SUMMARY OF THE INVENTION In the preferred system of the invention, produced stereoscopically related images are projected along parallel paths by means of mirrors to a set of individual focussing lenses. The images from each of the focussing lenses are then directed to and superimposed on a viewing lens. The eyes of the viewer combine the two images to form a composite image having depth. Apparatus is provided for producing the stereoscopically related images which comprises a light probe means that acts as a drawing instrument and at least three photosensitive elements positioned on X, Y, Z coordinate axes within a light-proof box (cube). Amplifiers are connected to each of the photosensitive elements to provide output signals indicative of the level of light radiation received by each of the elements.
The position of the light probe with respect to the photosensitive elements at any one point in time is uniquely defined by the three output signals from the amplifiers. The probes position signals from the amplifiers are then applied to a plotting means appropriate servomechanism channels to cause the plotting means to draw two images, side by side, which are different only in the viewing angle of the photosensitive elements. The
two drawn images may then be viewed through the optical system to duplicate the three-dimensional image traced by the drawing probe.
The images may also be made using known stereophotographic techniques. These images can also be viewed through this optical system without any modifications.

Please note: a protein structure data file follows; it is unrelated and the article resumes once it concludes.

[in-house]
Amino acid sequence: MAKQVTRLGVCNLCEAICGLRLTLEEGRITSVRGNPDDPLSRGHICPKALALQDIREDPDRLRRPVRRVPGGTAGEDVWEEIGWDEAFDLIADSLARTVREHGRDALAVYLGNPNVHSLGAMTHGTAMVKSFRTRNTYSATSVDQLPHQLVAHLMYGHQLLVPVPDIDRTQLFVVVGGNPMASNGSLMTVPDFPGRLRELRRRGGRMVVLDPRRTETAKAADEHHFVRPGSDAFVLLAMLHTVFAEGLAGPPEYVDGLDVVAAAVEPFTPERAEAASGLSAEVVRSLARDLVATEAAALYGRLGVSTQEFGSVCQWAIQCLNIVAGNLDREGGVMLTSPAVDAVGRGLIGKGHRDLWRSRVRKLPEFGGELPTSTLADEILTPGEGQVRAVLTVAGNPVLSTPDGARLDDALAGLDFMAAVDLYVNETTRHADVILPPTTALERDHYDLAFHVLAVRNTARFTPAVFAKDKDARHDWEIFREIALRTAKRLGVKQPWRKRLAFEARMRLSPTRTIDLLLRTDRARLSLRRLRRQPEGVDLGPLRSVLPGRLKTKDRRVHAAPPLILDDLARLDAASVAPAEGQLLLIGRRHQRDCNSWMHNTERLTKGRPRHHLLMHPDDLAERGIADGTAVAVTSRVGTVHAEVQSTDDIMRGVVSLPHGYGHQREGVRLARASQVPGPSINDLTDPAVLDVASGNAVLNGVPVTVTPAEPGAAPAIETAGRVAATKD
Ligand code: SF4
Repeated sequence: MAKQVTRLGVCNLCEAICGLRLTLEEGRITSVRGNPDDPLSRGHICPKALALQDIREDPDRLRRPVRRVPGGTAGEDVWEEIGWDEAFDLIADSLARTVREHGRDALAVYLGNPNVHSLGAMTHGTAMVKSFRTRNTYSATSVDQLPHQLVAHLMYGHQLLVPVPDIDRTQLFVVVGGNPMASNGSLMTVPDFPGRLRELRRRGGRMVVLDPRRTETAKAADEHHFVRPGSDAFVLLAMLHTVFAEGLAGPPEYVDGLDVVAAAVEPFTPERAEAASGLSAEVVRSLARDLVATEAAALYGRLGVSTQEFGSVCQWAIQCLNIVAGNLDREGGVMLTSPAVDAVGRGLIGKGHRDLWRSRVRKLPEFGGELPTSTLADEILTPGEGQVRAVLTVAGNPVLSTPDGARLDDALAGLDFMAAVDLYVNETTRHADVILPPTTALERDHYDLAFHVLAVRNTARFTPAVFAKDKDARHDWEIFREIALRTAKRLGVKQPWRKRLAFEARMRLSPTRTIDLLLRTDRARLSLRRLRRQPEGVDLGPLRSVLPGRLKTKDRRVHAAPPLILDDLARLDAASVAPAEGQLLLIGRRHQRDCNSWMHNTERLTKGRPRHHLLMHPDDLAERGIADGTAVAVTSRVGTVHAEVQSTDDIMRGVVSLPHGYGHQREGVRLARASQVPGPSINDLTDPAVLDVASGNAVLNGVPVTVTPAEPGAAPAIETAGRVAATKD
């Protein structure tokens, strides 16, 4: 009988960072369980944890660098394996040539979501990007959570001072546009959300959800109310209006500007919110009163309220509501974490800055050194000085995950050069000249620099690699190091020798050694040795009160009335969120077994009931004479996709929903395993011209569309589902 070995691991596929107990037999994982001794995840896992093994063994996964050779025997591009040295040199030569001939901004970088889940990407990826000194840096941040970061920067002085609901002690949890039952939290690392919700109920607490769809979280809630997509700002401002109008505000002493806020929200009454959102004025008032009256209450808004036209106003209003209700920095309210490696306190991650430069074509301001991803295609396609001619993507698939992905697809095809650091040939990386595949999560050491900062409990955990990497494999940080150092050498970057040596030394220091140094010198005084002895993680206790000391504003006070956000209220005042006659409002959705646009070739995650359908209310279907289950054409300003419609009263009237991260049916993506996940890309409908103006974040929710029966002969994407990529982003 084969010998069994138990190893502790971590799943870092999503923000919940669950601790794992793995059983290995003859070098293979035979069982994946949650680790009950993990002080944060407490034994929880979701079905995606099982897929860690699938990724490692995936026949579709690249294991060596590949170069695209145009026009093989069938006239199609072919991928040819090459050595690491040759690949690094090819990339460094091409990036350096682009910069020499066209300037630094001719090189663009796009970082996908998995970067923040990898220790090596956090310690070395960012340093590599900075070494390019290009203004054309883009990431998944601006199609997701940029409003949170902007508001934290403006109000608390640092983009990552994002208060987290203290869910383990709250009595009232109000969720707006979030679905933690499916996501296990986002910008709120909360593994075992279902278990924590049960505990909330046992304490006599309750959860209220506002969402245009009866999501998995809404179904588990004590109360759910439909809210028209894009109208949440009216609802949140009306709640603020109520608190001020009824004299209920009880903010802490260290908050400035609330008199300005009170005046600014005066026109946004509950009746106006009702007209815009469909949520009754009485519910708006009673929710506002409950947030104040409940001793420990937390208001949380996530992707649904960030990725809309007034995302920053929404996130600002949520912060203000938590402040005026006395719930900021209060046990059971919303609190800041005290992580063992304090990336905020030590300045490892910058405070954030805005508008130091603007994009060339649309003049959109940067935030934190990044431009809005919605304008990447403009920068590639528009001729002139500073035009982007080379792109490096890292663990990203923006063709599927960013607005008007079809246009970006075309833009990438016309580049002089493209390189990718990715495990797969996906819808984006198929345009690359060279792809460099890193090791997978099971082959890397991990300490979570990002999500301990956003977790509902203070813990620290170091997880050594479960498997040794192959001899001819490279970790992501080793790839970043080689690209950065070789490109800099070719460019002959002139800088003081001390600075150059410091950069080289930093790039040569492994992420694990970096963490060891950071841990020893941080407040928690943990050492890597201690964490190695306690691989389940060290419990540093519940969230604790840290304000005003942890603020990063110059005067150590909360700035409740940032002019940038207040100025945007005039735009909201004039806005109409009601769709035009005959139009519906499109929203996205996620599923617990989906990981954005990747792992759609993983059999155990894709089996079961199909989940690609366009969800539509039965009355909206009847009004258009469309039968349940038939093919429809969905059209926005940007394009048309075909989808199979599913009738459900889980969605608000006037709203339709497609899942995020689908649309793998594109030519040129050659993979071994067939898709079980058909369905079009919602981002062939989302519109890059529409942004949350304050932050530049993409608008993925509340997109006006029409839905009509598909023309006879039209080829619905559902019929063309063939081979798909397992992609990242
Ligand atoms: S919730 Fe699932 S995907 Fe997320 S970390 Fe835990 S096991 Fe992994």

Accordingly, it is an object of the present invention to provide a system for creating and viewing three-dimensional images.
It is another object of the present invention to provide a basic optical system for viewing stereoscopic images.
It is another object of the present invention to provide a system for viewing three-dimensional information without the need for special glasses, filters, and the like.
It is another object of the present invention to provide a system wherein three-dimensional color viewing may be accomplished by two or more persons simultaneously.
These and other objects of the present invention will be better understood when taken in conjunction with the following description and drawings, throughout which like characters indicate like parts, and which drawings form a part of this application.
BRIEF DESCRIPTION OF THE DRAWINGS FIG. 1 illustrates in perspective vieW the basic optical system of the invention;
FIG. 2 illustrates in perspective view the light probe and photosensitive transducers;
FIG. 3 illustrates in block diagram form the servoelectronics for transforming the output of the photosensitive transducers into electrical position signals; and
FIG. 4 illustrates a plotter for transforming the electrical position signals into stereoscopically related real lmages.